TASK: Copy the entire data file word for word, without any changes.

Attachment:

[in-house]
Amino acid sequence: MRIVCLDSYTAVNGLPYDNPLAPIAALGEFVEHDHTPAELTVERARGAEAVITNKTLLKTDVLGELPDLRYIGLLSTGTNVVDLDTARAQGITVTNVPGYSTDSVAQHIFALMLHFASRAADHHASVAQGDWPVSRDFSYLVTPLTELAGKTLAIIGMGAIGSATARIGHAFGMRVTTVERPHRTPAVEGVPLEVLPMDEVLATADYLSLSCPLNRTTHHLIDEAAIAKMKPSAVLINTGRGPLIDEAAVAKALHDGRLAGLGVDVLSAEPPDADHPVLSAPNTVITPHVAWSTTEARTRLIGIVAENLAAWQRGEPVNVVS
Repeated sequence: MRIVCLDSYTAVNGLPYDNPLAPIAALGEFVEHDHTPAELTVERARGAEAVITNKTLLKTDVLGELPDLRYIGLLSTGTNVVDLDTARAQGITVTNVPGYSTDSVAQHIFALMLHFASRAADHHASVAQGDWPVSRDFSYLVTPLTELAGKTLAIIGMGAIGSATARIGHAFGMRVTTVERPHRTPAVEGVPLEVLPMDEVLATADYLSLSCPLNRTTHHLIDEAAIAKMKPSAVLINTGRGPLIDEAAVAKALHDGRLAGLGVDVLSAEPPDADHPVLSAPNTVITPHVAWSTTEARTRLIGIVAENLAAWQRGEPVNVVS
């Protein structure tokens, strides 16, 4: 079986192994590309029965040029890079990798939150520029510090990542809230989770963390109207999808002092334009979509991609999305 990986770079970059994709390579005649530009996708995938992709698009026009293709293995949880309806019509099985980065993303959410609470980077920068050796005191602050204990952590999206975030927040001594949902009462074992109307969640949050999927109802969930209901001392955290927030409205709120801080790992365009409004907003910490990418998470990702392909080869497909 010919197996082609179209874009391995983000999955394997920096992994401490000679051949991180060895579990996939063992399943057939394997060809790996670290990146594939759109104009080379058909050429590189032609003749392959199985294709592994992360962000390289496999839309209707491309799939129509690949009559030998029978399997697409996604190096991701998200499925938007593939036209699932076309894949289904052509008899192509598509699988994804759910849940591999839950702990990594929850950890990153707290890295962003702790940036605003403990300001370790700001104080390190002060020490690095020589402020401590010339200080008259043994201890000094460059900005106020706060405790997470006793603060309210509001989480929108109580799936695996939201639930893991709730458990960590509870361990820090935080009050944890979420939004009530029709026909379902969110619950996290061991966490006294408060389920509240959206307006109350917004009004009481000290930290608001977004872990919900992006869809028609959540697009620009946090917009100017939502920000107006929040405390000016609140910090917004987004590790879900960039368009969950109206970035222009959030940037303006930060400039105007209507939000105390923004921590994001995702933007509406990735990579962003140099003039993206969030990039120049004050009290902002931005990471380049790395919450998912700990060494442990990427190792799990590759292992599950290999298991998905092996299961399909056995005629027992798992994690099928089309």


[in-house]
Amino acid sequence: MRIVCLDSYTAVNGLPYDNPLAPIAALGEFVEHDHTPAELTVERARGAEAVITNKTLLKTDVLGELPDLRYIGLLSTGTNVVDLDTARAQGITVTNVPGYSTDSVAQHIFALMLHFASRAADHHASVAQGDWPVSRDFSYLVTPLTELAGKTLAIIGMGAIGSATARIGHAFGMRVTTVERPHRTPAVEGVPLEVLPMDEVLATADYLSLSCPLNRTTHHLIDEAAIAKMKPSAVLINTGRGPLIDEAAVAKALHDGRLAGLGVDVLSAEPPDADHPVLSAPNTVITPHVAWSTTEARTRLIGIVAENLAAWQRGEPVNVVS
Repeated sequence: MRIVCLDSYTAVNGLPYDNPLAPIAALGEFVEHDHTPAELTVERARGAEAVITNKTLLKTDVLGELPDLRYIGLLSTGTNVVDLDTARAQGITVTNVPGYSTDSVAQHIFALMLHFASRAADHHASVAQGDWPVSRDFSYLVTPLTELAGKTLAIIGMGAIGSATARIGHAFGMRVTTVERPHRTPAVEGVPLEVLPMDEVLATADYLSLSCPLNRTTHHLIDEAAIAKMKPSAVLINTGRGPLIDEAAVAKALHDGRLAGLGVDVLSAEPPDADHPVLSAPNTVITPHVAWSTTEARTRLIGIVAENLAAWQRGEPVNVVS
């Protein structure tokens, strides 16, 4: 079986192994590309029965040029890079990798939150520029510090990542809230989770963390109207999808002092334009979509991609999305 990986770079970059994709390579005649530009996708995938992709698009026009293709293995949880309806019509099985980065993303959410609470980077920068050796005191602050204990952590999206975030927040001594949902009462074992109307969640949050999927109802969930209901001392955290927030409205709120801080790992365009409004907003910490990418998470990702392909080869497909 010919197996082609179209874009391995983000999955394997920096992994401490000679051949991180060895579990996939063992399943057939394997060809790996670290990146594939759109104009080379058909050429590189032609003749392959199985294709592994992360962000390289496999839309209707491309799939129509690949009559030998029978399997697409996604190096991701998200499925938007593939036209699932076309894949289904052509008899192509598509699988994804759910849940591999839950702990990594929850950890990153707290890295962003702790940036605003403990300001370790700001104080390190002060020490690095020589402020401590010339200080008259043994201890000094460059900005106020706060405790997470006793603060309210509001989480929108109580799936695996939201639930893991709730458990960590509870361990820090935080009050944890979420939004009530029709026909379902969110619950996290061991966490006294408060389920509240959206307006109350917004009004009481000290930290608001977004872990919900992006869809028609959540697009620009946090917009100017939502920000107006929040405390000016609140910090917004987004590790879900960039368009969950109206970035222009959030940037303006930060400039105007209507939000105390923004921590994001995702933007509406990735990579962003140099003039993206969030990039120049004050009290902002931005990471380049790395919450998912700990060494442990990427190792799990590759292992599950290999298991998905092996299961399909056995005629027992798992994690099928089309």